To make the preceding discussions about backup more concrete, in this post I’d like to tell you my backup strategy, and let you know how I got there. There are many ways to do backup. There are even many ways that make sense. What I’m doing is not the only good way to solve my particular backup problem — in fact, I’ve changed my strategy over the last few weeks, since writing this series of posts made me think more deeply about what I was doing.
Here is the hardware I’m using for backup:
There are several workstations, but I’ve just shown one to keep the diagram from getting cluttered. There’s a backup server (running Windows 2008R2, and also acting as one of the domain controllers), with USB attached bare drives that are aperiodically taken offsite. There are three NAS boxes (all Synology). The top one acts as the main network file server and the main backup for the workstations. The middle one backs up the top one. The bottom NAS box is used to backup workstations, and keeps old versions of files so that, if necessary, we can roll back to them.
The workstations back themselves up by running GoodSync and pushing to the main storage NAS box and to the rollback one:
I tell GoodSync to backup to the rollback server every time a file changes, and to back up to the main storage every few hours. I figure it’s at least as likely — and probably more — that you’ll want to get at an old version of a file a few minutes, or even seconds, after you’ve overwritten it than hours or days later.
I could have used third-party backup from the server to back up the workstations, with the profiles putting data on the main storage NAS box not keeping old versions of files, unlike the ones putting data on the rollback NAS box. That would have reduced a little of the load on the workstations and transferred it to the server, which in my case would have been a good thing (the act of querying directory and file structures and transferring data is most of the load, and is the same in either case). A downside of the server-mediated backup is increased network traffic. I decided to do things the way I did because I like the way Goodsync does rollback better than Vice Versa, and I don’t want to spring for the expensive server version of Goodsync.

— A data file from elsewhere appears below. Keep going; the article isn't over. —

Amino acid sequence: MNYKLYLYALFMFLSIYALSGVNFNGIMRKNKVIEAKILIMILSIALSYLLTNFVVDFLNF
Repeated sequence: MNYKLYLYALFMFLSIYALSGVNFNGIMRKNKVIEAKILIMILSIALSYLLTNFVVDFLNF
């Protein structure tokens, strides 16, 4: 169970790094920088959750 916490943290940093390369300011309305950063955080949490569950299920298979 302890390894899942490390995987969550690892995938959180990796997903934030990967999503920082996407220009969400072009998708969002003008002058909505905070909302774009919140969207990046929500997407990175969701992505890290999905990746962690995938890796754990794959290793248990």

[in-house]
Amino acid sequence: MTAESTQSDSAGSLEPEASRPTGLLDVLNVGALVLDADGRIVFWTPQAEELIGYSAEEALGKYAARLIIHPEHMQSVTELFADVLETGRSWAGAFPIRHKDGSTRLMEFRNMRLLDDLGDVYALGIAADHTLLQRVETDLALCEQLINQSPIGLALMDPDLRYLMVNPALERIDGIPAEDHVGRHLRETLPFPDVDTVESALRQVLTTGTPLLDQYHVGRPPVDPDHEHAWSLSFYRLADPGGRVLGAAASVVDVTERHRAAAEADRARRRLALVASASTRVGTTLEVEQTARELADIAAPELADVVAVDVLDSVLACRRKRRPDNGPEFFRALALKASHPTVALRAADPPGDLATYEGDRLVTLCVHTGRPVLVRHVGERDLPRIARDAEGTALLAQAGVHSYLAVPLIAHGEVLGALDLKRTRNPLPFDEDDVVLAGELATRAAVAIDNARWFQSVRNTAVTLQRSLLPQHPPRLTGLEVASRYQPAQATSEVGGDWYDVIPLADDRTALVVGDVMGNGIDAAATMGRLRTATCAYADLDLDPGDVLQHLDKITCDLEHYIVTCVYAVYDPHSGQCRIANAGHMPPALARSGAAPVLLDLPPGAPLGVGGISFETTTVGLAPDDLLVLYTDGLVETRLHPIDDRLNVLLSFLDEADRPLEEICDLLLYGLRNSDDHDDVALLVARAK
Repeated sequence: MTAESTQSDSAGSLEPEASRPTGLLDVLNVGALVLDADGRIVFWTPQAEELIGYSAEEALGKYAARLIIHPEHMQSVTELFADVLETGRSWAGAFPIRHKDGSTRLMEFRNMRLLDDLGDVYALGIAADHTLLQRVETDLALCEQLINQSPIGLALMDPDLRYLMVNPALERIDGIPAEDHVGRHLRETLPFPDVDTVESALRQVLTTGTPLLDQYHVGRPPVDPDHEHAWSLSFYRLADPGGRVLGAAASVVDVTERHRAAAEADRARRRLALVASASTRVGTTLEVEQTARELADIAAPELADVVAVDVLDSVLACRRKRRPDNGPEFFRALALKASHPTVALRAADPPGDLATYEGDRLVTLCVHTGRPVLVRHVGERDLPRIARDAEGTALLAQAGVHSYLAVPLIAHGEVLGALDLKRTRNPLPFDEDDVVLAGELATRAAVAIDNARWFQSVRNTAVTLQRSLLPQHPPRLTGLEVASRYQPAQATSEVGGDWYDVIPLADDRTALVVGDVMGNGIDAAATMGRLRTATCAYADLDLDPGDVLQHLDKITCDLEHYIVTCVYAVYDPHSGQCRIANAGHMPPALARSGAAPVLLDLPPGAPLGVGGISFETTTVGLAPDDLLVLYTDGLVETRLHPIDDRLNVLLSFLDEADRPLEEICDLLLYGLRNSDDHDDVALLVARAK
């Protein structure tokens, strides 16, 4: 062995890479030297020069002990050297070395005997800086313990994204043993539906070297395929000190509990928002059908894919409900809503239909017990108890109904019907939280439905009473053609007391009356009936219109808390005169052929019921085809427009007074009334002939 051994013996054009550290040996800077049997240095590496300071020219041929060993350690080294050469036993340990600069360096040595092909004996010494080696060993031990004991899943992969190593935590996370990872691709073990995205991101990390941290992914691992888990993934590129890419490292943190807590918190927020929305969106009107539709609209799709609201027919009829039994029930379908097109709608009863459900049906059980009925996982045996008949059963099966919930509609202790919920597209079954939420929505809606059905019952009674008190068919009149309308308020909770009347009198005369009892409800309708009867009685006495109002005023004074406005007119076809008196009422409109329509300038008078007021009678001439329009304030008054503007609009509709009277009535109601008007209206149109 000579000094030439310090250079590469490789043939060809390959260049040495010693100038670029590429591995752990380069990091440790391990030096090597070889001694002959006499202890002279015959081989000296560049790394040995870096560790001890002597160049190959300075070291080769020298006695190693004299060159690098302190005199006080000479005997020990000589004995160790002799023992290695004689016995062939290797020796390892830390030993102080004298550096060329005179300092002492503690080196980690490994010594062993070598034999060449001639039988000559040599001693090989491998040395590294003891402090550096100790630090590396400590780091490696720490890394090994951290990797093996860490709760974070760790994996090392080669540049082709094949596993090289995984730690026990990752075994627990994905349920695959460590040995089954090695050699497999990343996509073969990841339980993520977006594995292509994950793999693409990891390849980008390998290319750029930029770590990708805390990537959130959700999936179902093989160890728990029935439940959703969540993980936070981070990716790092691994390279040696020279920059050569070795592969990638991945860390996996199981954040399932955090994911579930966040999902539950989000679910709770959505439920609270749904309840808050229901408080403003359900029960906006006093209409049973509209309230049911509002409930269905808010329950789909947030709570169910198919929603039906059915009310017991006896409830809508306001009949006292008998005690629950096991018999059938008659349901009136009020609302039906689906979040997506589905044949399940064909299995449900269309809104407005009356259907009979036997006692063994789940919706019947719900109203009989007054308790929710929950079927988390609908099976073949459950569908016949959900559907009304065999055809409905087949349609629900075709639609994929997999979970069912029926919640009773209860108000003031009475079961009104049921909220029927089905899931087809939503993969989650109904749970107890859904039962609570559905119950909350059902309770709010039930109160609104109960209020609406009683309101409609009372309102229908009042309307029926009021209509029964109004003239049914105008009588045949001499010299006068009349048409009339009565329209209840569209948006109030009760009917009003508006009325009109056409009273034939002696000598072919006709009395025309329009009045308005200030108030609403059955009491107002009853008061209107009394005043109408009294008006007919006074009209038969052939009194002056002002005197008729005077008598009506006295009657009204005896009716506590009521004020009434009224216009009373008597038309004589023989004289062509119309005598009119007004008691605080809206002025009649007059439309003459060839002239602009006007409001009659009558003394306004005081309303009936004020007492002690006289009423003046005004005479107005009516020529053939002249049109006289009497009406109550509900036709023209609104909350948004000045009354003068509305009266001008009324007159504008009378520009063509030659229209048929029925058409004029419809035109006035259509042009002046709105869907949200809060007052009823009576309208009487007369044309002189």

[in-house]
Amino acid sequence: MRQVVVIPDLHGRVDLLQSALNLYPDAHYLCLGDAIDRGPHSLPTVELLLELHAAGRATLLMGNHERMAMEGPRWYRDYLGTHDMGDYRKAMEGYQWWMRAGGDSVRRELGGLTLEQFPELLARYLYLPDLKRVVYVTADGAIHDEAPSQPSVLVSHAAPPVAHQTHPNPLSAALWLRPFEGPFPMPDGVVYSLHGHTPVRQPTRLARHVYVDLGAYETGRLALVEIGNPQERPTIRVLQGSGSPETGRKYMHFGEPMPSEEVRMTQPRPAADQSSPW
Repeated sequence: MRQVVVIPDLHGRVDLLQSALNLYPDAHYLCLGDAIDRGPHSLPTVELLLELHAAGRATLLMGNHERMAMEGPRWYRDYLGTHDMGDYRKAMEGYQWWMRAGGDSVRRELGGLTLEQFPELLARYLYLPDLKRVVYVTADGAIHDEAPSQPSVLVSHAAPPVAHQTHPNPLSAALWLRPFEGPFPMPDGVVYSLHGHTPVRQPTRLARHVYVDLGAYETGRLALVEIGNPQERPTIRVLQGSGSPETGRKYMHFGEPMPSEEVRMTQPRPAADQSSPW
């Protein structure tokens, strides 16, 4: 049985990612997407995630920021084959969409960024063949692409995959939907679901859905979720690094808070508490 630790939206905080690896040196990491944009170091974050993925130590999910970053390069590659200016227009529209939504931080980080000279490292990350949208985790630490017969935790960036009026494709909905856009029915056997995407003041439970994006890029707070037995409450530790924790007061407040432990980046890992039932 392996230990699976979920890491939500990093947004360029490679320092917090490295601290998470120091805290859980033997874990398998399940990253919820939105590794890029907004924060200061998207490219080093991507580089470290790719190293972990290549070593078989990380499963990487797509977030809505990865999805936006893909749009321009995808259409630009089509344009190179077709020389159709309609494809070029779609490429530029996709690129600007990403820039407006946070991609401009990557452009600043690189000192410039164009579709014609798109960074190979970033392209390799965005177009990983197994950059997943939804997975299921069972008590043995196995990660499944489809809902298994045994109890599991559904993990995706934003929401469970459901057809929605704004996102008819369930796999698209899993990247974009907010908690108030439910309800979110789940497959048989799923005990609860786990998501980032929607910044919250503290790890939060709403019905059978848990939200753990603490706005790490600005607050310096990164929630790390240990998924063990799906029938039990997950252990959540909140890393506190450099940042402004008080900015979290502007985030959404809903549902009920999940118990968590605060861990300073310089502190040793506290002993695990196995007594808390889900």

I could have split the difference and used Goodsync to backup the workstations to the rollback NAS box, and VV running on the server to move the workstation data to the main storage NAS box. That would have provided me with redundancy that could be useful if one of the backup programs, but I’ve seen incomplete backups when two different programs are trying to backup the same directories at the same time. I haven’t been able to reliably reproduce this problem, and it seems to correct itself over time, but it makes me sufficiently nervous that I’m staying away from it.
The server runs Vice Versa, and uses it to pull data from the main storage NAS box and write it to the locally-attached disks, and also to take data from the main storage NAS box and write it to the backup NAS box:
You may note that I have completely separated backups to recover from human error (rollback) and backups to restore data on damaged disks. I didn’t start out to do this, but two things lead me in that direction. One of them was, when I was telling GoodDync to keep old versions of file on all backups, seeing this message from VV when writing data form the main NAS store to the disks destined for offsite storage (look at the second entry):
This left me scratching me head, as I hadn’t done anything recently that should have caused so many files and folders to be deleted. I think that probably a bunch of old files timed out, and GoodSync removed them from the main NAS store, and thus VV had to remove them from the soon-to-be-offsite disks. But I don’t really know, and I don’t want to have to spend a lot of time with the logs ever time this happens. Automatic backup is supposed to make life easier, not harder.
The other thing that made be separate the functions was thinking about plausible recovery scenarios, and having a NAS box go casters-up and wanting to get a previous version of an old file from the offsite disks or another NAS box didn’t seem at all likely. It’s been years since I wanted to get a previous version of a file. You could argue that it’s not even worth having one set of copies of old files.